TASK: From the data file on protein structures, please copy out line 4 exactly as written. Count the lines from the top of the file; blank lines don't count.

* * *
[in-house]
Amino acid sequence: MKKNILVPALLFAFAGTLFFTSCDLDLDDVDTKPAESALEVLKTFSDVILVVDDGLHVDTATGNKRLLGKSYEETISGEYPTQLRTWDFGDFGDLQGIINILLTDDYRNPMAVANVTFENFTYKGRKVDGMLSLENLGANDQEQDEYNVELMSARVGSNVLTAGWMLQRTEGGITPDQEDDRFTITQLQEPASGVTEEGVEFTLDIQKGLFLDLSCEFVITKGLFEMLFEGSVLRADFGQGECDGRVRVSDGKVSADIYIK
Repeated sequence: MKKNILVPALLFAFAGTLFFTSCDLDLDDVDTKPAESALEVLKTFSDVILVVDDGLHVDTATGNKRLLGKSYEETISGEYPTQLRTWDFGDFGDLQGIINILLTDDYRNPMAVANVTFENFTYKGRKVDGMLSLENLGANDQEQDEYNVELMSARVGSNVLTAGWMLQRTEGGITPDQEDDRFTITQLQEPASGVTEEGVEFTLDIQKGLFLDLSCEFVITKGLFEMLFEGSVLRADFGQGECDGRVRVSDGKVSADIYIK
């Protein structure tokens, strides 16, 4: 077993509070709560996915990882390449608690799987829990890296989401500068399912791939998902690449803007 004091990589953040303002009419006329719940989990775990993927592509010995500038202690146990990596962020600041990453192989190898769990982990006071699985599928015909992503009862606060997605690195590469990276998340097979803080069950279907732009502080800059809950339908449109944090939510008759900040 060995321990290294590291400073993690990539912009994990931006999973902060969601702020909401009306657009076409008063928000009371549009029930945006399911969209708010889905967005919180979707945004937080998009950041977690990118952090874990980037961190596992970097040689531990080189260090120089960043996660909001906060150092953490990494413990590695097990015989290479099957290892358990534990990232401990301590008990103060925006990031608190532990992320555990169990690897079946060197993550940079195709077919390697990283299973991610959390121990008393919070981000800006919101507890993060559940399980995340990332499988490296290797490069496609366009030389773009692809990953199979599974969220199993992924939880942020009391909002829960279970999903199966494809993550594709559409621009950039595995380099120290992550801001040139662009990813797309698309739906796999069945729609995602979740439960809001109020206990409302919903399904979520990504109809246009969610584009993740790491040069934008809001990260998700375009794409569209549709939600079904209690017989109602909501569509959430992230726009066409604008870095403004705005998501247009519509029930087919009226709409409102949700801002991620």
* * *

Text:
């Protein structure tokens, strides 16, 4: 077993509070709560996915990882390449608690799987829990890296989401500068399912791939998902690449803007 004091990589953040303002009419006329719940989990775990993927592509010995500038202690146990990596962020600041990453192989190898769990982990006071699985599928015909992503009862606060997605690195590469990276998340097979803080069950279907732009502080800059809950339908449109944090939510008759900040 060995321990290294590291400073993690990539912009994990931006999973902060969601702020909401009306657009076409008063928000009371549009029930945006399911969209708010889905967005919180979707945004937080998009950041977690990118952090874990980037961190596992970097040689531990080189260090120089960043996660909001906060150092953490990494413990590695097990015989290479099957290892358990534990990232401990301590008990103060925006990031608190532990992320555990169990690897079946060197993550940079195709077919390697990283299973991610959390121990008393919070981000800006919101507890993060559940399980995340990332499988490296290797490069496609366009030389773009692809990953199979599974969220199993992924939880942020009391909002829960279970999903199966494809993550594709559409621009950039595995380099120290992550801001040139662009990813797309698309739906796999069945729609995602979740439960809001109020206990409302919903399904979520990504109809246009969610584009993740790491040069934008809001990260998700375009794409569209549709939600079904209690017989109602909501569509959430992230726009066409604008870095403004705005998501247009519509029930087919009226709409409102949700801002991620």